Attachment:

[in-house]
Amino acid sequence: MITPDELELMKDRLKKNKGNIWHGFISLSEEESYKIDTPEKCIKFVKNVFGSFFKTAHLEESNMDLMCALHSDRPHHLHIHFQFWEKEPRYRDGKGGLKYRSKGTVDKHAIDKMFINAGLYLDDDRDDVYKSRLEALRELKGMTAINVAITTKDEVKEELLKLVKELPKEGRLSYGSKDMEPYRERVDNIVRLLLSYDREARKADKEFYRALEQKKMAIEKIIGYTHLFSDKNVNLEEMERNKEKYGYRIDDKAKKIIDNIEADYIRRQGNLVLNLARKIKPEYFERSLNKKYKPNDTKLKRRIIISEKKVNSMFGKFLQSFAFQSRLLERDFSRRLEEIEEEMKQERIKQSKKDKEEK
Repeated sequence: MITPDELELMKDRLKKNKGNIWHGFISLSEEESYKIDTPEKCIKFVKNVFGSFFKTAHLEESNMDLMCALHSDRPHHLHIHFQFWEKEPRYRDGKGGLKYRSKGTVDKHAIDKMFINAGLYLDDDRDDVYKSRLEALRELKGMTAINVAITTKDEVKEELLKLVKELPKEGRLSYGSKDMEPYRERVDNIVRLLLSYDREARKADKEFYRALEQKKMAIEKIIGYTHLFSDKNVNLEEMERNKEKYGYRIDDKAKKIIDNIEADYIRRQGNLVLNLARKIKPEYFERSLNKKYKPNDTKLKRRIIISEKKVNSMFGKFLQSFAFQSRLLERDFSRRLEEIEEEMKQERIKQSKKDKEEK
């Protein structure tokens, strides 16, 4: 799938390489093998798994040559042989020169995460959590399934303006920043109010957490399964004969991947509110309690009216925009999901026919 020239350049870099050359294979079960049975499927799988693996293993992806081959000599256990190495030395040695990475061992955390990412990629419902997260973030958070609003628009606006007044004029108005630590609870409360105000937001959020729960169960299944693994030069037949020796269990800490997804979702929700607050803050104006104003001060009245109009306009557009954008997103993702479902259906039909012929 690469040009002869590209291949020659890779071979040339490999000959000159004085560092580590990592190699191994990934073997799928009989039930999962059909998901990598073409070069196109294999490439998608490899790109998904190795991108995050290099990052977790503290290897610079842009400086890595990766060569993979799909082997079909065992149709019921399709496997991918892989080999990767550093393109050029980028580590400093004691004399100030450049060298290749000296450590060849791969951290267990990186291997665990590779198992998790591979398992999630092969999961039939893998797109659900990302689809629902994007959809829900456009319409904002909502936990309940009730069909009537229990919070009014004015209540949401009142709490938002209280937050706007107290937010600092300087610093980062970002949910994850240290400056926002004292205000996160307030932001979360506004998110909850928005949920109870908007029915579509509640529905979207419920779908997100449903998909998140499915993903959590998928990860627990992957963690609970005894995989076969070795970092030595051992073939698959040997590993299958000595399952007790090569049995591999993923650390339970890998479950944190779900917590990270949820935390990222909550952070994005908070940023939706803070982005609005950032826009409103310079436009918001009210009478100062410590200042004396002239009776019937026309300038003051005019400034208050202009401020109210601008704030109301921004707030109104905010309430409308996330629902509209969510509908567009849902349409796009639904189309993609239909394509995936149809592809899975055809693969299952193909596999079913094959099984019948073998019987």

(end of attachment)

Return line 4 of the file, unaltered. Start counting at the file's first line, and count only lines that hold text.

């Protein structure tokens, strides 16, 4: 799938390489093998798994040559042989020169995460959590399934303006920043109010957490399964004969991947509110309690009216925009999901026919 020239350049870099050359294979079960049975499927799988693996293993992806081959000599256990190495030395040695990475061992955390990412990629419902997260973030958070609003628009606006007044004029108005630590609870409360105000937001959020729960169960299944693994030069037949020796269990800490997804979702929700607050803050104006104003001060009245109009306009557009954008997103993702479902259906039909012929 690469040009002869590209291949020659890779071979040339490999000959000159004085560092580590990592190699191994990934073997799928009989039930999962059909998901990598073409070069196109294999490439998608490899790109998904190795991108995050290099990052977790503290290897610079842009400086890595990766060569993979799909082997079909065992149709019921399709496997991918892989080999990767550093393109050029980028580590400093004691004399100030450049060298290749000296450590060849791969951290267990990186291997665990590779198992998790591979398992999630092969999961039939893998797109659900990302689809629902994007959809829900456009319409904002909502936990309940009730069909009537229990919070009014004015209540949401009142709490938002209280937050706007107290937010600092300087610093980062970002949910994850240290400056926002004292205000996160307030932001979360506004998110909850928005949920109870908007029915579509509640529905979207419920779908997100449903998909998140499915993903959590998928990860627990992957963690609970005894995989076969070795970092030595051992073939698959040997590993299958000595399952007790090569049995591999993923650390339970890998479950944190779900917590990270949820935390990222909550952070994005908070940023939706803070982005609005950032826009409103310079436009918001009210009478100062410590200042004396002239009776019937026309300038003051005019400034208050202009401020109210601008704030109301921004707030109104905010309430409308996330629902509209969510509908567009849902349409796009639904189309993609239909394509995936149809592809899975055809693969299952193909596999079913094959099984019948073998019987």